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  How many OGL bindings does Sun have?  (Read 1726 times)
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Offline Herkules

Senior Devvie




Friendly fire isn't friendly!


« Posted 2004-06-24 07:24:06 »

I count at least 3:

  • JOGL
  • Java2D OGL-pipeline for Tiger
  • OGL rendering layer for Java3D


Sounds like overkill. Wouldn't it be cool to use JOGL for Java2D and put Java3D on top of Java2D/AWT?

Java3Ds Canvas3D could then be a lightweight component again and overlay system would be just a snap.

Just a dream.....

HARDCODE    --     DRTS/FlyingGuns/JPilot/JXInput  --    skype me: joerg.plewe
Offline princec

« JGO Spiffy Duke »


Medals: 436
Projects: 3
Exp: 16 years


Eh? Who? What? ... Me?


« Reply #1 - Posted 2004-06-24 09:01:44 »

I mentioned something like this to Chris Campbell a while ago... I said, why not just use LWJGL while you're implementing the OpenGL 2D pipeline; that way it's all in pure Java and easy to tweak. But for reasons unknown nobody was interested.

Also for reasons unknown JOGL continues to soldier onwards in the wrong direction duplicating the efforts of the LWJGL. Listen up, chaps! We've already done all the binding work! No need to do it again!

Cas Smiley

Offline Chman

Junior Devvie




Nothing more that... Java games are cool !


« Reply #2 - Posted 2004-06-24 09:49:26 »

Quote
Sounds like overkill.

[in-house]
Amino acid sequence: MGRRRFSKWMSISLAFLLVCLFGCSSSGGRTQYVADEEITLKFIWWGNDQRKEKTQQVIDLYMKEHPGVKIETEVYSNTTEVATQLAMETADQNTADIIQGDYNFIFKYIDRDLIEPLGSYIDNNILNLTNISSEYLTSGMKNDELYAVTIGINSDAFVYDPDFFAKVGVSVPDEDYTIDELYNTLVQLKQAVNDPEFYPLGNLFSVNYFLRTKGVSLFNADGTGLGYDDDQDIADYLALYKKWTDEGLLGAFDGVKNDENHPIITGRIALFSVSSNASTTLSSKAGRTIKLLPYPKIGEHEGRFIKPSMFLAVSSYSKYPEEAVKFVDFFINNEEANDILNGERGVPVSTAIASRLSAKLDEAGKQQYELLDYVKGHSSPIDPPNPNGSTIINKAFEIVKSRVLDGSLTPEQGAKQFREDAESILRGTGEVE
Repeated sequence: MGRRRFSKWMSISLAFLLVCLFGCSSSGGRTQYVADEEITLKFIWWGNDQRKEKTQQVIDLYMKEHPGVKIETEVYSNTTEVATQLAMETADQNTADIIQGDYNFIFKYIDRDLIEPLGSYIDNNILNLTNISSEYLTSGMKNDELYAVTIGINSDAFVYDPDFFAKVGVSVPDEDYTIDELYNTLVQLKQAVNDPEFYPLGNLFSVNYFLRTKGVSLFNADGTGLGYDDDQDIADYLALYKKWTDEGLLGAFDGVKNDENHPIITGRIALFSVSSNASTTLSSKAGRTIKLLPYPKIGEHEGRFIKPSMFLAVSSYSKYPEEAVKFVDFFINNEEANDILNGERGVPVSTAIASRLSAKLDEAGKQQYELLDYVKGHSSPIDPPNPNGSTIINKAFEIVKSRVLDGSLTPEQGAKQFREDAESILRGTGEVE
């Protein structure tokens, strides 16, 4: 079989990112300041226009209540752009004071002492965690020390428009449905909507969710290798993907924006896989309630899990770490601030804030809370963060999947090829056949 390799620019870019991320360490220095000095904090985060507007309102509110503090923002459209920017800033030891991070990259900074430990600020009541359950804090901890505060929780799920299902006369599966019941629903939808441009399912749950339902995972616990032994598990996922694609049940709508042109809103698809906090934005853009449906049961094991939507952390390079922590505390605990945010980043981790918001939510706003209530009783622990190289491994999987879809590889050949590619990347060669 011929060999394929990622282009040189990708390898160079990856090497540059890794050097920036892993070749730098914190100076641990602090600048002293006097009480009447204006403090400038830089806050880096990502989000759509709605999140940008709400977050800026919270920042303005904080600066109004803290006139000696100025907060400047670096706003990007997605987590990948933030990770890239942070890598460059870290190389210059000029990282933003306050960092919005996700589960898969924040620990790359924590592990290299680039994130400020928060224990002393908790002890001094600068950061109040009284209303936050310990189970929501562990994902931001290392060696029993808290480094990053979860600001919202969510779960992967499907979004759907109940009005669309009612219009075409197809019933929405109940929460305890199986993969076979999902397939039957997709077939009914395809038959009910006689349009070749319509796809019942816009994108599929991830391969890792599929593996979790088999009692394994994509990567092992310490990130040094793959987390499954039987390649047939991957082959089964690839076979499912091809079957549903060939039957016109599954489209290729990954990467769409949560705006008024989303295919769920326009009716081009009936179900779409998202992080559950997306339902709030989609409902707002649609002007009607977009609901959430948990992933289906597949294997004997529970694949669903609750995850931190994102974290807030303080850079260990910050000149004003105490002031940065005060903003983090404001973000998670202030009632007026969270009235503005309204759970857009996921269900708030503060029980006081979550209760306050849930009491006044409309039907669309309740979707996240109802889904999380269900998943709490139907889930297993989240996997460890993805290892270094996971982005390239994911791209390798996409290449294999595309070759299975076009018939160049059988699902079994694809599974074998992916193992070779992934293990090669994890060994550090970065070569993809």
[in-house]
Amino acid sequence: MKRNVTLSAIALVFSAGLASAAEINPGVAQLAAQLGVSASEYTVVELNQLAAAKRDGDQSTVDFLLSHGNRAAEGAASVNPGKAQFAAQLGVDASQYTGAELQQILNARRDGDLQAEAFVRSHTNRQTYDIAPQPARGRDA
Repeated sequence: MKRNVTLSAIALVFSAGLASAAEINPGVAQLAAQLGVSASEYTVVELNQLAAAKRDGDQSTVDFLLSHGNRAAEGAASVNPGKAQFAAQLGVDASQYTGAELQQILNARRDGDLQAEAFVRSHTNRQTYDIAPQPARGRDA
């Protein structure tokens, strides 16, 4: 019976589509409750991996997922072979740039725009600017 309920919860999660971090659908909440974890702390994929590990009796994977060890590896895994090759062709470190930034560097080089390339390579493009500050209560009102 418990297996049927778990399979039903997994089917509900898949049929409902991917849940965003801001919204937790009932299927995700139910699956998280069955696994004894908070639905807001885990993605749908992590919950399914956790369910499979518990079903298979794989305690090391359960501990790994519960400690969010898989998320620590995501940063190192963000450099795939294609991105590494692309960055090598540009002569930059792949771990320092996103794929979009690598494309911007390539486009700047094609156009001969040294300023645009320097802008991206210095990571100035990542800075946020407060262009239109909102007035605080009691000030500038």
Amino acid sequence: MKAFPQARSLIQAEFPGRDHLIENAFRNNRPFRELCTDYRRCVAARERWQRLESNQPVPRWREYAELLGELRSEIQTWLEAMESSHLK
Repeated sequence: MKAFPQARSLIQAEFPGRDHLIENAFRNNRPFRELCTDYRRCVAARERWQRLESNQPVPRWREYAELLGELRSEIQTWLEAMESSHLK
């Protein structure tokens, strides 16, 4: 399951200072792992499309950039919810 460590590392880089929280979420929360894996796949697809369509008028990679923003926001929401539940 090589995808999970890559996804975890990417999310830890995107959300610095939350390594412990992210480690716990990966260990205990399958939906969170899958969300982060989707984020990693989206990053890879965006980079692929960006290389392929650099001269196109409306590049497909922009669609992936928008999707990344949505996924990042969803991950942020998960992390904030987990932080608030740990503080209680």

Sometimes I don't understand Sun's decisions... There are other strange things like this in all the Java library...

Chman
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Offline bmyers

Junior Devvie





« Reply #3 - Posted 2004-06-24 12:44:00 »

Probably because OpenGL is not 100% available on all the platforms that Java is available for.

So, for example, Java3D has bindings to both DX and OpenGL to provide a layer of abstraction.

This probably won't change until/unless OpenGL becomes available everywhere.  It's getting there, but certainly was not as far along when J3D (for example)  was designed.

Also, each of the bindings is intended for a different type of usage and different audience.  For example, jogl doesn't support VR caves or VR goggles (does it?) while Java3D does.  Jogl is low-level and high-performance, while Java3D is high-level and low(er) performance.

Not everybody is writing games using those tools.

Could it be all redesigned from scratch now that the landscape has changed?  Probably.  Is it worth it to Sun?  Probably not.

Offline Orangy Tang

JGO Kernel


Medals: 56
Projects: 11


Monkey for a head


« Reply #4 - Posted 2004-06-24 13:29:10 »

Quote
Probably because OpenGL is not 100% available on all the platforms that Java is available for.

So, for example, Java3D has bindings to both DX and OpenGL to provide a layer of abstraction.

Thats a lousy excuse. You implement an OpenGL binding and a DX binding, then do your renderer abstraction in Java. Xith3D does that, 'cept it uses LWJGL and Jogl.

Quote
Also, each of the bindings is intended for a different type of usage and different audience.  For example, jogl doesn't support VR caves or VR goggles (does it?) while Java3D does.  Jogl is low-level and high-performance, while Java3D is high-level and low(er) performance.

Thats the difference between direct bindings and using a scene graph, and a totally separate issue.

[ TriangularPixels.com - Play Growth Spurt, Rescue Squad and Snowman Village ] [ Rebirth - game resource library ]
Offline princec

« JGO Spiffy Duke »


Medals: 436
Projects: 3
Exp: 16 years


Eh? Who? What? ... Me?


« Reply #5 - Posted 2004-06-24 14:18:45 »

... and JInput is supposed to do that kind of thing too.

Cas Smiley

Offline Mithrandir

Senior Devvie